Why it’s good to go Dutch
Created: Wednesday, 24 June 2015 14:53
Matt Salusbury surveys Holland’s English-medium university provision
Of the fourteen research universities in the relatively small country that is the Netherlands, a dozen appear in the THE World University Rankings Top 200. The ancient university of Leiden leads the pack in 64th place, and there’s a cluster of Dutch universities in the seventies – Delft, Erasmus University Rotterdam, Wageningen University and Research Centre (Wageningen UR), University of Amsterdam and University of Utrecht.
Maastricht University comes in at 101st but holds sixth place in the THE 100 Under 50 rankings for universities founded less than fifty years ago. Groningen and three more Dutch institutions are comfortably within the World University Ranking’s top 150.
Netherlands higher education punches well above its weight, having the highest proportion of top 200 universities per capita of any country.
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Summer courses – the university option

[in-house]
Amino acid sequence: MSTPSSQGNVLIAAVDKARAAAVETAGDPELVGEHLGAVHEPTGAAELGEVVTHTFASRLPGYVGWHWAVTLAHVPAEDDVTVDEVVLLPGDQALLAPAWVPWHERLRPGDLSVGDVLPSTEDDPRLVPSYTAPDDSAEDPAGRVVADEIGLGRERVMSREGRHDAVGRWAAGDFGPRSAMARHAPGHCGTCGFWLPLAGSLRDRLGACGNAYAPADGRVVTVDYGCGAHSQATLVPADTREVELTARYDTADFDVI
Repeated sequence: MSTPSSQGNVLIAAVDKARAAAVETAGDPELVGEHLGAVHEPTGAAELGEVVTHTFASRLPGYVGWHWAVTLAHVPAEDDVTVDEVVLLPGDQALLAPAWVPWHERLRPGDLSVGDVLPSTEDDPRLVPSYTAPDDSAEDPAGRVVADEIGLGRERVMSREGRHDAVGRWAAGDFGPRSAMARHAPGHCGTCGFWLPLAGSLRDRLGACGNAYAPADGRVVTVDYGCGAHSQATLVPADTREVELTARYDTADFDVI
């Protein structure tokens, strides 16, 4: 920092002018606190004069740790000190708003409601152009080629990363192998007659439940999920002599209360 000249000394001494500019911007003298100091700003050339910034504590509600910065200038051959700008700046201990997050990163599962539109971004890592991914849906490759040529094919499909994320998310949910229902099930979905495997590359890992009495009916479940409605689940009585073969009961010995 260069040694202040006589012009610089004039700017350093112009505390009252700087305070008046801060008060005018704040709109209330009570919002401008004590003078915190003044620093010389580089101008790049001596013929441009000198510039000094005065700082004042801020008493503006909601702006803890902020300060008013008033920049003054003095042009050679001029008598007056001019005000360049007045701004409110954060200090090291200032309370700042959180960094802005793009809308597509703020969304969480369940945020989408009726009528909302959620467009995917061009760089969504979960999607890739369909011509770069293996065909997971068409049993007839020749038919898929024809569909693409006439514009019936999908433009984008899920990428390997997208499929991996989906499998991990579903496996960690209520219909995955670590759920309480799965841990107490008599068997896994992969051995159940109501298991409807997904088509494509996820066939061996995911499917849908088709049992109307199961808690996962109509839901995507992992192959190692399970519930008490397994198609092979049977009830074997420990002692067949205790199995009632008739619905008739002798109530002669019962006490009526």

Created: Saturday, 18 April 2015 18:16
Claudia Civinini investigates the options facing an Italian mum finding a course for her teenage son
Where would a southern European mother send her seventeen-year-old son to study English in the UK? Probably she would contact an agent or book a course in a language school, but we at the Gazette wondered whether she should also consider universities.
For a foreign student trying to learn English, practice outside the classroom is essential. With Italian, French and Spanish making up 40 per cent of all private-sector UK EFL summer school students, this demographic may get too many chances to speak its mother tongue. Growing up in Genoa, Italy, I witnessed teenagers returning from a vacation course in the UK speaking a perfect Roman or Neapolitan dialect but no English.
By contrast, the main language groups of foreign students enrolled at UK universities language centres are Chinese, Arabic-speakers and Thais, so it’s harder for a southern European to avoid practising their English. European students increasingly need a good level of English for their continuing studies – for example, Spanish students with B2-level English get three university credits – and universities could provide the appropriate academic focus.
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